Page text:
Switching this out for mini-twists or twisted buns made all the difference for my hair’s health.
5. Wearing cornrows
I don’t know if I’m the only one who experiences this, but cornrows break my hair off!
Especially in the nape area. I’ve seen tons of YouTubers with videos about wearing cornrows for months at a time to promote hair growth, but I can’t relate.
Over time, cornrows lift and lift from the bottom breaking the hair on the back of my head off with them.
Wearing flat twists instead of cornrows changes this. It also helps to avoid hairstyles that lead to the nape and cause tension in that area.
6. Wearing crochet braids / styles
Similar to the point above, when I stopped crochet hairstyles, my hair dramatically improved!
I noticed that crochet hair would weigh down my hair strands so much that the cornrow it was attached to, would lift right off my scalp.
If this doesn’t happen to you, then maybe you don’t need to stop these styles.
I just personally realized they weren’t a style that safely preserved my hair.
Related Post: Natural Hair Care: The Simplest Beginner’s Guide
7. Only deep conditioning your natural hair with moisture
This was something I, unfortunately, learned too late into my natural hair journey. Moisture is important, but so is protein.
Deep conditioning my hair week after week with moisture-based products and never using protein caused my hair to remain overloaded with moisture, mushy, and easy to break off!
Incorporating protein and other strengthening treatments like henna, and rice water completely changed my hair!
8. Using the wrong products in your hair
This usually happens when we don’t know our hair porosity or understand which products are actually moisturizing for our hair.
At some point, I just used to use any old hair creme on my hair, not understanding the difference between products for moisture and products for curl definition.
Pay attention to your products. Don’t be like me using a styling product with hold as the “L” step of my LCO method.
9. Using the wrong techniques
Another thing I had to stop doing is taking care of my hair using the wrong techniques.
There was a time when I knew nothing about techniques for moisturizing my hair and I didn’t even see the point of a spray bottle in a natural hair routine.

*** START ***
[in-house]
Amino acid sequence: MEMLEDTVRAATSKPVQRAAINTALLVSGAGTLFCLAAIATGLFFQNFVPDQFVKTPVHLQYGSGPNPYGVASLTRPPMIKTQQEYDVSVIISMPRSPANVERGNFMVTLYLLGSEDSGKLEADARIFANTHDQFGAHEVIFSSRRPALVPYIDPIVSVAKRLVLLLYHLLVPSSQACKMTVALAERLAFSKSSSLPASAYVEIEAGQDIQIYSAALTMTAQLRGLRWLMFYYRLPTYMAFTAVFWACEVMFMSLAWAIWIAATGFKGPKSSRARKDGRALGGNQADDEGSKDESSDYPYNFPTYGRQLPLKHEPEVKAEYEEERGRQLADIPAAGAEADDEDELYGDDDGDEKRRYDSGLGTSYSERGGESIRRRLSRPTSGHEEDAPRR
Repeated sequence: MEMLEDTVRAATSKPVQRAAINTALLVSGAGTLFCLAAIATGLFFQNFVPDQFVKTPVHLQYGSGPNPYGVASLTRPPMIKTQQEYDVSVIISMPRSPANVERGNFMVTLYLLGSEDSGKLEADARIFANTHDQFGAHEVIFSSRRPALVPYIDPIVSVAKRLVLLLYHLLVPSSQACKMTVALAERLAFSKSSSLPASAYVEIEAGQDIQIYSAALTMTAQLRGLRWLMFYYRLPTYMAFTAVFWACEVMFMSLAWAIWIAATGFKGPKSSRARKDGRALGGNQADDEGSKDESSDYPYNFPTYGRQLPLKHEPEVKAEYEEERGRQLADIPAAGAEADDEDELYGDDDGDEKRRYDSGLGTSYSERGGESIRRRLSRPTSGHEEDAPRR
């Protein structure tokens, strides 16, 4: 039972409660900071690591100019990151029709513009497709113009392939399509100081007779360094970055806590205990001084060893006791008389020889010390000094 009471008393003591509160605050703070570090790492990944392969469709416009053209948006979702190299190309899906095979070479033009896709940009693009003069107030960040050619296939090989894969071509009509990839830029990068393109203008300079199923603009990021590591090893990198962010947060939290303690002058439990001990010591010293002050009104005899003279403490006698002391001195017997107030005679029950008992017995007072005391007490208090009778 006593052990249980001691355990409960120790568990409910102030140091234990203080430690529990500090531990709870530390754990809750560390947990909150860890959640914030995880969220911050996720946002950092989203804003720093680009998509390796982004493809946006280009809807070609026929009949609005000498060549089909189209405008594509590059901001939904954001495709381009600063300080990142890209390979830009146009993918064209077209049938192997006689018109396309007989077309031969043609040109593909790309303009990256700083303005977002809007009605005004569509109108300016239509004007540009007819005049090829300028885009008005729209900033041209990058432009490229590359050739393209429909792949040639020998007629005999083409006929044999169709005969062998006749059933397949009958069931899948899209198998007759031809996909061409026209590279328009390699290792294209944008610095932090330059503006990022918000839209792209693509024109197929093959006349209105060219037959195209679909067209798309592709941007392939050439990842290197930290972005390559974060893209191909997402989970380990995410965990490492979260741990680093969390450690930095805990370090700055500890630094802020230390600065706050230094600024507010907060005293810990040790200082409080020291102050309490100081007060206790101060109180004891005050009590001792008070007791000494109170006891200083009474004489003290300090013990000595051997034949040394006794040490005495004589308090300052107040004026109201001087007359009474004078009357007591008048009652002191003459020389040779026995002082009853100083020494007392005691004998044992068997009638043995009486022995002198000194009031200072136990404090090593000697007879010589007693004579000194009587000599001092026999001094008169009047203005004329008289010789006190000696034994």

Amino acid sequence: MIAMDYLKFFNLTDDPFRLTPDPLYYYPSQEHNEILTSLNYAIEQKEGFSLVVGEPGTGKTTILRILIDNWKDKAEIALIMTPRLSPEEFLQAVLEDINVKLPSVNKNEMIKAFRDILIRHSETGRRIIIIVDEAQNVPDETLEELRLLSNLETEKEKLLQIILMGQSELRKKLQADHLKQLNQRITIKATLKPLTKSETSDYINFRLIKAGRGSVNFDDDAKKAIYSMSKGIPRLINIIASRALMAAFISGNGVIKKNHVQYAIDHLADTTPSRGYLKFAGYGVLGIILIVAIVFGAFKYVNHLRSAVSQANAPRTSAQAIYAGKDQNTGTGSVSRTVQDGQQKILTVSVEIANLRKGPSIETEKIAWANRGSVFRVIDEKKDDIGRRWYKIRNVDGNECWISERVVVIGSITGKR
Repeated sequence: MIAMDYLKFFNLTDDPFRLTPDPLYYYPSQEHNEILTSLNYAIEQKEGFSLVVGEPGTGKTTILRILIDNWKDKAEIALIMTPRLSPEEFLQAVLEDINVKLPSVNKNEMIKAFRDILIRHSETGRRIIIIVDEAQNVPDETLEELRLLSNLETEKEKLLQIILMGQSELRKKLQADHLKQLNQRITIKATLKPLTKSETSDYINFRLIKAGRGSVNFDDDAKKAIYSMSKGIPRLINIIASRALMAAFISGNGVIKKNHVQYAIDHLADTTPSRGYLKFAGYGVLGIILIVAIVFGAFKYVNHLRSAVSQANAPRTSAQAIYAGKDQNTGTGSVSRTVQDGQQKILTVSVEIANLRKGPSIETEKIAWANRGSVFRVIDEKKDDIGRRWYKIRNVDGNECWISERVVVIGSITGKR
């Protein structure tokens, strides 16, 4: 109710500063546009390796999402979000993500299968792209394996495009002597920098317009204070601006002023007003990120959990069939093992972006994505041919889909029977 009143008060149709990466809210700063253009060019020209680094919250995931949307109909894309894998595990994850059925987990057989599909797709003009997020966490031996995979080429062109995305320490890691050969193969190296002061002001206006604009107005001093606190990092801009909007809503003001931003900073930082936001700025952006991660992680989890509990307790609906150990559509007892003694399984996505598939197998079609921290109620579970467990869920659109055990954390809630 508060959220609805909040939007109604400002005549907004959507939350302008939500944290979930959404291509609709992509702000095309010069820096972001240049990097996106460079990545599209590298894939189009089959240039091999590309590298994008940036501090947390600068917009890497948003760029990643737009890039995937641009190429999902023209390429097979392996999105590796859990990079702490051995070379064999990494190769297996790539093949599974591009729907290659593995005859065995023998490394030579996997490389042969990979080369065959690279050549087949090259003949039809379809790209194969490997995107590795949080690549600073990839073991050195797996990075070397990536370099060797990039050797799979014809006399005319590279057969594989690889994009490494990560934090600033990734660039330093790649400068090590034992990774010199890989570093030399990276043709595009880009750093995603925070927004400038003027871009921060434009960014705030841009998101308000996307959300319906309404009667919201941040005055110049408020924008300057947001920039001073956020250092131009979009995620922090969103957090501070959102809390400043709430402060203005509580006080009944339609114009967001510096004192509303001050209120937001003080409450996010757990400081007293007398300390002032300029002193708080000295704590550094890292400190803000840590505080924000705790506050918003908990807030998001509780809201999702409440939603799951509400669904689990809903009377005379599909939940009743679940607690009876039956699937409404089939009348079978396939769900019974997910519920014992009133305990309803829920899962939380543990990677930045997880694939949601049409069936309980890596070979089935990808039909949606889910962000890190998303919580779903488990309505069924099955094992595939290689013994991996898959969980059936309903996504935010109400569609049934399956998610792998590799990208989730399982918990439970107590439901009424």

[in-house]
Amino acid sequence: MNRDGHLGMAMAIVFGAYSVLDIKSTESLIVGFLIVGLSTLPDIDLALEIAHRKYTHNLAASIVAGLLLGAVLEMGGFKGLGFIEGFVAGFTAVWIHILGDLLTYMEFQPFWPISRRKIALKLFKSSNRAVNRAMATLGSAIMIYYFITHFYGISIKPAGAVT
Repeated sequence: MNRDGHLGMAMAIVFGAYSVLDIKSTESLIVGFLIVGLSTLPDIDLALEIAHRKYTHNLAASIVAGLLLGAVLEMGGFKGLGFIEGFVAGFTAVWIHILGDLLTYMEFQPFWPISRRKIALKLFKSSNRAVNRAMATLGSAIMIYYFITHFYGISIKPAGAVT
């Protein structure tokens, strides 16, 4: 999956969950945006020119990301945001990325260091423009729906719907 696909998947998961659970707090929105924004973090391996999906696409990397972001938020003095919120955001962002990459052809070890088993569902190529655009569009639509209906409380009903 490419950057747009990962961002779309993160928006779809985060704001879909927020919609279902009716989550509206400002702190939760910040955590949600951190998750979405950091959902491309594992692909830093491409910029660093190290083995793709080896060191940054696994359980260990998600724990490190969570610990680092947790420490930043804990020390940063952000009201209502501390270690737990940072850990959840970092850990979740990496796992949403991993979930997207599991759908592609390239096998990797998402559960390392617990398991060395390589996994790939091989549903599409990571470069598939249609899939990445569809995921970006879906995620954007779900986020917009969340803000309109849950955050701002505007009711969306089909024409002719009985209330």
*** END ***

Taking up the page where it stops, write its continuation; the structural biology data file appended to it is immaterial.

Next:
I didn’t use small enough sections when applying product to my hair and would often neglect the very ends of my hair. Stopping these when I learned better made a real change to my natural hair.
10. Tying your scarf on too tight / in the same place
Another major thing I learned to stop doing was tying my scarf on too tight.
After I noticed my hairline and edges thinning as well as a bald spot in the front of my hair where I tied the knot of my scarf – something had to change.
I invested in satin and silk pillowcases, so I was assured that my hair would be protected even if my scarf slipped off at night.
11. Being anxious about your natural hair
This was the number one thing I had to stop to see growth in my natural hair.
Being anxious about your hair and stretching it down every day to check your length doesn’t help it grow any faster.
Especially if you keep it in mind that hair grows only about ¼ – ½ an inch on average every month!
This literally means it would take you about 2-4 months to gain just one inch of hair!
The frustration you feel when you take your protective styles down too early because you want to see your new growth is enough to not only cause damage (see point no. 3) but also to frustrate you.
At the end of the day, these were just the things I stopped to get my hair past a plateau!
You should always experiment with your hair to find what works and what doesn’t work.
Some of these things I had to stop may currently be working for you — and if you are please don’t stop doing them!
Don’t forget to write down what your experience was with using this in your state of the union list!
You can find one in the free Hibiscus Roots hair journal here!